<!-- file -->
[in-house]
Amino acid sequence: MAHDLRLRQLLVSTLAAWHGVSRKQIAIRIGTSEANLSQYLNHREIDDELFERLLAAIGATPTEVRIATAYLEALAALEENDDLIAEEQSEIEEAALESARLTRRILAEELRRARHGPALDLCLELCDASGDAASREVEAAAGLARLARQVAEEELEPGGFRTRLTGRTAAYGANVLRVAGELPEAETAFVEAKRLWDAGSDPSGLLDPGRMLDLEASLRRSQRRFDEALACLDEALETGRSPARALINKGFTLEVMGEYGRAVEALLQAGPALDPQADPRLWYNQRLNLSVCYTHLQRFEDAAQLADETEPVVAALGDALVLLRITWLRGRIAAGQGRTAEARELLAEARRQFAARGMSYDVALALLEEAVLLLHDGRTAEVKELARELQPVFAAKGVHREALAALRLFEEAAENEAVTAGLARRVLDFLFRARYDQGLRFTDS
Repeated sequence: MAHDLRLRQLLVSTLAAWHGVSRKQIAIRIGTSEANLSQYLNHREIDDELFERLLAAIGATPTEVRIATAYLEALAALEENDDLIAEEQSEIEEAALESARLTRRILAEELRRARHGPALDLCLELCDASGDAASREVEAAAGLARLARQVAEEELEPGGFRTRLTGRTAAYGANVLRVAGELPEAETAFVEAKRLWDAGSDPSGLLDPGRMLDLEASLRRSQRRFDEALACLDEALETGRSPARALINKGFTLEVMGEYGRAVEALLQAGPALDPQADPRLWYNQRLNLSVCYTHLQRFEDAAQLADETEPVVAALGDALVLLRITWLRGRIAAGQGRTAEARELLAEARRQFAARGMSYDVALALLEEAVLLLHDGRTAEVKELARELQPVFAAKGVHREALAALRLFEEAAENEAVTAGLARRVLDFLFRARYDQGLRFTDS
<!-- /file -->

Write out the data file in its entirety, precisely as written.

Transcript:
[in-house]
Amino acid sequence: MAHDLRLRQLLVSTLAAWHGVSRKQIAIRIGTSEANLSQYLNHREIDDELFERLLAAIGATPTEVRIATAYLEALAALEENDDLIAEEQSEIEEAALESARLTRRILAEELRRARHGPALDLCLELCDASGDAASREVEAAAGLARLARQVAEEELEPGGFRTRLTGRTAAYGANVLRVAGELPEAETAFVEAKRLWDAGSDPSGLLDPGRMLDLEASLRRSQRRFDEALACLDEALETGRSPARALINKGFTLEVMGEYGRAVEALLQAGPALDPQADPRLWYNQRLNLSVCYTHLQRFEDAAQLADETEPVVAALGDALVLLRITWLRGRIAAGQGRTAEARELLAEARRQFAARGMSYDVALALLEEAVLLLHDGRTAEVKELARELQPVFAAKGVHREALAALRLFEEAAENEAVTAGLARRVLDFLFRARYDQGLRFTDS
Repeated sequence: MAHDLRLRQLLVSTLAAWHGVSRKQIAIRIGTSEANLSQYLNHREIDDELFERLLAAIGATPTEVRIATAYLEALAALEENDDLIAEEQSEIEEAALESARLTRRILAEELRRARHGPALDLCLELCDASGDAASREVEAAAGLARLARQVAEEELEPGGFRTRLTGRTAAYGANVLRVAGELPEAETAFVEAKRLWDAGSDPSGLLDPGRMLDLEASLRRSQRRFDEALACLDEALETGRSPARALINKGFTLEVMGEYGRAVEALLQAGPALDPQADPRLWYNQRLNLSVCYTHLQRFEDAAQLADETEPVVAALGDALVLLRITWLRGRIAAGQGRTAEARELLAEARRQFAARGMSYDVALALLEEAVLLLHDGRTAEVKELARELQPVFAAKGVHREALAALRLFEEAAENEAVTAGLARRVLDFLFRARYDQGLRFTDS